World News

Farming family faces bleak future after deadly Australian bushfires

WANDELLA, Australia: There is little that Australia's deadly bushfires didn't take from dairy and cattle farmers Tim and Warren Salway.

For nearly two days over New Year the brothers battled fierce blazes that tore through the family's farms, the flames igniting on multiple fronts and wiping out almost everything in their path.



The pair's father, Robert, and brother, Patrick, died trying to defend their properties. All the family farms were burned to ashes and debris, and hundreds of cattle killed.

"I keep saying to myself that it's not that bad, but it is that bad. It's f****** terrible," said Tim Salway, 42, shaking his head in disbelief at he looked at his burnt out dairy farm near the town of Cobargo in New South Wales state.

Warren Salway fought back tears as he described his anguish at discovering his brother and father had died, and how other farmers donated their hay to keep his farm going.

"People have just turned up, they all want to help," he said.



READ: Hot and dry Australia could join the ranks of 'climate refugees'

The scale of the recovery facing the two fifth-generation farmers is huge. Destroyed machinery, felled trees and blackened farmland were surrounded by miles of damaged fencing on Tim Salway's farm. Metal tanks were melted and hay and cattle sheds worth tens of thousands of dollars were flattened.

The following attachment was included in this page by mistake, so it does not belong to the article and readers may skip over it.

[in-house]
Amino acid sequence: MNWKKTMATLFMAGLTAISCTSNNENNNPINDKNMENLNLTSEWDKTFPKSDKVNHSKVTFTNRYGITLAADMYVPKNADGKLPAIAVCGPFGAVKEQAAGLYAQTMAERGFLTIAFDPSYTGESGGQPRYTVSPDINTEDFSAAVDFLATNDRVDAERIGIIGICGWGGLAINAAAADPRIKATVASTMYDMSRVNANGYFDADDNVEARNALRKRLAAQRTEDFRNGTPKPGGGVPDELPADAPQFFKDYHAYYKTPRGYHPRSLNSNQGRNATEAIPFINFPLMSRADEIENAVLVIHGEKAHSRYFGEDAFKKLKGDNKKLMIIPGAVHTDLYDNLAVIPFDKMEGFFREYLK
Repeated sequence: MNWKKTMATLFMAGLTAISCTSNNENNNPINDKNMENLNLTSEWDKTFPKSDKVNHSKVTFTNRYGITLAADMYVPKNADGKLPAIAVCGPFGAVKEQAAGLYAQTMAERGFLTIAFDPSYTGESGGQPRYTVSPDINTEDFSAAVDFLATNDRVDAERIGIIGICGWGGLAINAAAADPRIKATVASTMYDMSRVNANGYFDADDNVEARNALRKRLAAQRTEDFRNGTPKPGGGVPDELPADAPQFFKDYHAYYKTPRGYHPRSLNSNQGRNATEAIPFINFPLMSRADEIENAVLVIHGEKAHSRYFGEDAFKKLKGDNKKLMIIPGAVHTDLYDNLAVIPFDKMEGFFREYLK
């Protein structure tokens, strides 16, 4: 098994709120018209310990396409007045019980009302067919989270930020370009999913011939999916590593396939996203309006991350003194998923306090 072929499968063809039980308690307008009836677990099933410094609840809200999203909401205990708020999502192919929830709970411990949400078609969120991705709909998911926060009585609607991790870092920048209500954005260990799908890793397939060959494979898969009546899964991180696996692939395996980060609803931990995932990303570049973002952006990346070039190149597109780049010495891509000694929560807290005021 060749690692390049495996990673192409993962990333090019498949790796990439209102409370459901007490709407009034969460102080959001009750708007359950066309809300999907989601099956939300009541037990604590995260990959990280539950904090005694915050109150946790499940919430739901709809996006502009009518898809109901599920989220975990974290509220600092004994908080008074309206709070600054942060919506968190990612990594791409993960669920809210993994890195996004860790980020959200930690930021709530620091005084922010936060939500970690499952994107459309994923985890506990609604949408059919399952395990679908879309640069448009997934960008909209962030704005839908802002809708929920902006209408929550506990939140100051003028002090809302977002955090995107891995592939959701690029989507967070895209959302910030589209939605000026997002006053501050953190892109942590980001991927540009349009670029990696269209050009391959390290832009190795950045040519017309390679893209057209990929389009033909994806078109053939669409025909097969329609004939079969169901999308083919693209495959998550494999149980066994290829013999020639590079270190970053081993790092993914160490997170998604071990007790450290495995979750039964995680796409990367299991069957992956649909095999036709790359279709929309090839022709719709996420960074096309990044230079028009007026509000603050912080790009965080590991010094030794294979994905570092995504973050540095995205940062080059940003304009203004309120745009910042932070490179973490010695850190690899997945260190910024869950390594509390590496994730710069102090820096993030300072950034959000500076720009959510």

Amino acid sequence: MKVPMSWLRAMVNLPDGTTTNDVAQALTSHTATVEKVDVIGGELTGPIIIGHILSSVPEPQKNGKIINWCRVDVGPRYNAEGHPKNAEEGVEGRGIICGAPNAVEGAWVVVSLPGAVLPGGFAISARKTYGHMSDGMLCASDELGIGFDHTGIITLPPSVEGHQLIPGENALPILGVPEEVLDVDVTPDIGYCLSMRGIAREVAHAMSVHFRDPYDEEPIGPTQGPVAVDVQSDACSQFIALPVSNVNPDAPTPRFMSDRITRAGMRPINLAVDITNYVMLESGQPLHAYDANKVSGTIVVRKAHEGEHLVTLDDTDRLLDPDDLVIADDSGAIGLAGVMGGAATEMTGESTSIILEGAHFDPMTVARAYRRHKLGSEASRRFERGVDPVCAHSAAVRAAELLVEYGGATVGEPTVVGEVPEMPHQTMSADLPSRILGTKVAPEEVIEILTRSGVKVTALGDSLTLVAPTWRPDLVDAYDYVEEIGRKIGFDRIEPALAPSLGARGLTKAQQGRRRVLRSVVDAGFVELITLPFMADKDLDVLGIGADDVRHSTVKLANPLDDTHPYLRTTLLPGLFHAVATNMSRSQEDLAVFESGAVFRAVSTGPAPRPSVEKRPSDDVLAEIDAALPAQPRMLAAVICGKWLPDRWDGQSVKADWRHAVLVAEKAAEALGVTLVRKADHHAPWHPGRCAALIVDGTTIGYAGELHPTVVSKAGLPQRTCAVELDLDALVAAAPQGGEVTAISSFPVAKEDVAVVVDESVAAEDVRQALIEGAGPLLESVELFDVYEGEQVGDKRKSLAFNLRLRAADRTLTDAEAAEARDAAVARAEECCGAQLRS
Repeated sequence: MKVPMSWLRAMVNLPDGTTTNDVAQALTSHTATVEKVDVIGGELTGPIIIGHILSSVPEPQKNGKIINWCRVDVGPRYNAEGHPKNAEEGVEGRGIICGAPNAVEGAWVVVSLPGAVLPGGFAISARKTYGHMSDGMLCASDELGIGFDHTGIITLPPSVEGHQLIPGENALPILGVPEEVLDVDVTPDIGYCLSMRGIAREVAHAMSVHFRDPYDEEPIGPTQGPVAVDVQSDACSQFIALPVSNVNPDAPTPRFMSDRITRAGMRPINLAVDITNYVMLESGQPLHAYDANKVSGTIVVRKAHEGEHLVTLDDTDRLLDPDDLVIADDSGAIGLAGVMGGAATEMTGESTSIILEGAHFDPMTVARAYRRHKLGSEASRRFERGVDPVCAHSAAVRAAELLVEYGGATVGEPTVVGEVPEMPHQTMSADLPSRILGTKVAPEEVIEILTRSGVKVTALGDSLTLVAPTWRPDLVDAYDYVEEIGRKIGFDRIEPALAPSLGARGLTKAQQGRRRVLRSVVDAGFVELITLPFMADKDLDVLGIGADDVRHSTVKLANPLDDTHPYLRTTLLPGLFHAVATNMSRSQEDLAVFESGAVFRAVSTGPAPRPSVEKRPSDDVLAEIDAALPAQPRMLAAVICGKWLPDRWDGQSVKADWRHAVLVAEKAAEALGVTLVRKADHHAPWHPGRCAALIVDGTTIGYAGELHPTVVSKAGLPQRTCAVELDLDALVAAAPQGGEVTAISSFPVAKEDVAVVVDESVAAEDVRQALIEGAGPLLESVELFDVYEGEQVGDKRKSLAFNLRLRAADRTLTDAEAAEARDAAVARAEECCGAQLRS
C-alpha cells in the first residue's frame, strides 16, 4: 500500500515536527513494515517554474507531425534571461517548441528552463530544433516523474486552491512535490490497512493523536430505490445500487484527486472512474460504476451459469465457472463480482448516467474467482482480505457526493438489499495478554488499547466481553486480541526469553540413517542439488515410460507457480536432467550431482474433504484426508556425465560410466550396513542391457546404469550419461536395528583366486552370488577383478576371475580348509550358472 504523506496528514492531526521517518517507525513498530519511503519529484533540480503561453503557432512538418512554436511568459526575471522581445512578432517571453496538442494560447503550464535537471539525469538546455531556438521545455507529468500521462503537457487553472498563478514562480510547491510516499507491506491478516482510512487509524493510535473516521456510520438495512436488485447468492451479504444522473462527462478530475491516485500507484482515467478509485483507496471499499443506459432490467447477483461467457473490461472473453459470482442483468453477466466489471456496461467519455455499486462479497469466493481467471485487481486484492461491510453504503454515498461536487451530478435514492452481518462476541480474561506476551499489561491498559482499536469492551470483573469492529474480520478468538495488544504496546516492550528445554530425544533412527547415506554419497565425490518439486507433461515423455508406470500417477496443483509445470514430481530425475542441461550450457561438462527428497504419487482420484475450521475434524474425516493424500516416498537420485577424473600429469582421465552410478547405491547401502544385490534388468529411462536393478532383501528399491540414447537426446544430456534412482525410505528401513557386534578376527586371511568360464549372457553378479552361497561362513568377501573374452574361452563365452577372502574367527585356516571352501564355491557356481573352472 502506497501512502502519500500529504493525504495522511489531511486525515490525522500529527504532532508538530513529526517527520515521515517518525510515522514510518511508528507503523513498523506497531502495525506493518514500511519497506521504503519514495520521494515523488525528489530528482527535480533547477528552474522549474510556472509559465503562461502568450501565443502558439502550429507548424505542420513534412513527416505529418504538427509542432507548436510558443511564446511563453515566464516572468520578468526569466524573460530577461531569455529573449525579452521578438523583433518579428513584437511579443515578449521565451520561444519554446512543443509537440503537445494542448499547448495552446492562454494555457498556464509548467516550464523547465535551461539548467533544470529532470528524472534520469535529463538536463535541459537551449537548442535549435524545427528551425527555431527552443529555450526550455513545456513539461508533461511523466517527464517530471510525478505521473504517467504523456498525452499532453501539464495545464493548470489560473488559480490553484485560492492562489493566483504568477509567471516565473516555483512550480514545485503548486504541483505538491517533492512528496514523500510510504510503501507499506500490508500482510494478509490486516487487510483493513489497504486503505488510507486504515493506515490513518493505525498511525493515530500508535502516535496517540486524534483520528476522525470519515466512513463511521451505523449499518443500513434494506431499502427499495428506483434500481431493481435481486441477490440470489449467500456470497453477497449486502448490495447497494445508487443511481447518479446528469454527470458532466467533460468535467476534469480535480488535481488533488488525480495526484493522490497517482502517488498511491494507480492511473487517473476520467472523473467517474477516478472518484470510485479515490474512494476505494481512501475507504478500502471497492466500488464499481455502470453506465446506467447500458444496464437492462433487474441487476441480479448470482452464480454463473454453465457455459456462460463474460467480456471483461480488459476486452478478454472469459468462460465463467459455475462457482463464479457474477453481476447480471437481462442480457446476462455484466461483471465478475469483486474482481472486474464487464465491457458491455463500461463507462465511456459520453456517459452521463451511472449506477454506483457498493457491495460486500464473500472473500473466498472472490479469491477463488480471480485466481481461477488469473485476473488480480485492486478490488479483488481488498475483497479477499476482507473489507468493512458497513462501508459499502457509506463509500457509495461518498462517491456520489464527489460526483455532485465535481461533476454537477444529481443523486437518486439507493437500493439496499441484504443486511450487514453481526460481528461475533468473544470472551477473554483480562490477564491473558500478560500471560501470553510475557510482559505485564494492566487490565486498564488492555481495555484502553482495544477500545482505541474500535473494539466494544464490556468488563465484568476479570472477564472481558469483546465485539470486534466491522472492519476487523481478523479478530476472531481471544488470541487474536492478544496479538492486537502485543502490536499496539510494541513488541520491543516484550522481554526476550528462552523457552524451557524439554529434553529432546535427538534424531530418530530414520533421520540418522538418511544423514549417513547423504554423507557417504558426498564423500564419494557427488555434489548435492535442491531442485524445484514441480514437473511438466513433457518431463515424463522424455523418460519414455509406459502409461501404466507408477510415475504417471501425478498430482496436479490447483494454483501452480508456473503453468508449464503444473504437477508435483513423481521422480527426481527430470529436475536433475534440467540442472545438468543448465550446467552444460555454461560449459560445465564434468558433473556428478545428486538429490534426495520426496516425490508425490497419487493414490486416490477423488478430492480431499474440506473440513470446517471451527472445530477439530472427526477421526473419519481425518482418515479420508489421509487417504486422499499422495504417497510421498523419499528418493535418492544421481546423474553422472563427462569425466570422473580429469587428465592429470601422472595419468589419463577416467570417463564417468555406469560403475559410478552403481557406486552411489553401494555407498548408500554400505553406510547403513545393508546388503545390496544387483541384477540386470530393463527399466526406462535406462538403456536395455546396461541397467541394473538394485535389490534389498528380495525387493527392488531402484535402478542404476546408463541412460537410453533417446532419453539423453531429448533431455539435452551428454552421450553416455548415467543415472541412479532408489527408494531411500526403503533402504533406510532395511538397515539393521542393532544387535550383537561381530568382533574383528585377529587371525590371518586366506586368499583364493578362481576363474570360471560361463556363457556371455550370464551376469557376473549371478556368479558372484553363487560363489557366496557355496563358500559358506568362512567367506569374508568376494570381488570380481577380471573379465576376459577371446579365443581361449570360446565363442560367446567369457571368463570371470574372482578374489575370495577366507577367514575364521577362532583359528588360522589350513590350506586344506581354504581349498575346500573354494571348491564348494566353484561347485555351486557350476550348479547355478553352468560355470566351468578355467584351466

Fifth-generation dairy farmer Salway is seen at his farm in Wandella. (Photo: Reuters)

Salway lost 170 cows, including one that was so badly burned that it had to be shot.

"They're the only heifers I've got left," he said, pointing to 30 cows gathering curiously, the sky behind them blanketed by haze from fires still burning on the other side of the valley.

"I've got no heifers for the next three years, they all got wiped in the fire. Just in cattle, if I look to replace them you're looking at A$300,000 (US$207,000)."

Monster bushfires have razed bushland equivalent to the size of Bulgaria since the start of October, killing 28 people, destroying more than 2,500 homes and killing millions of animals.

A destroyed storage facility is seen in front of the remaining calves of dairy farmer Salway in his farm in Wandella. (Photo: Reuters)

The remaining calves of dairy farmer Tim Salway drink water at his farm in Wandella, near the town of Cobargo, Australia Jan 13, 2020. (Photo: REUTERS/Alkis Konstantinidis)

"The noise of it was like jumbo jets … It snapped trees in half," Tim Salway said of the fires that destroyed much of the Cobargo farms. "I watched the flames get sucked down the hill, there was a boom, an almighty thump. It was my dad and my brother. It's like a bomb's gone off."

Warren Salway's wife Helen, who has cancer, took refuge in a nearby town while he raced through smoke-filled lanes to get back to his cattle farm, twice running his truck off the road.


The bushfires crisis deals a further blow to farmers already struggling following a three-year drought, which has been credited with fuelling the fires.

"It's just annihilated us," said Warren Salway. &quRead More – Source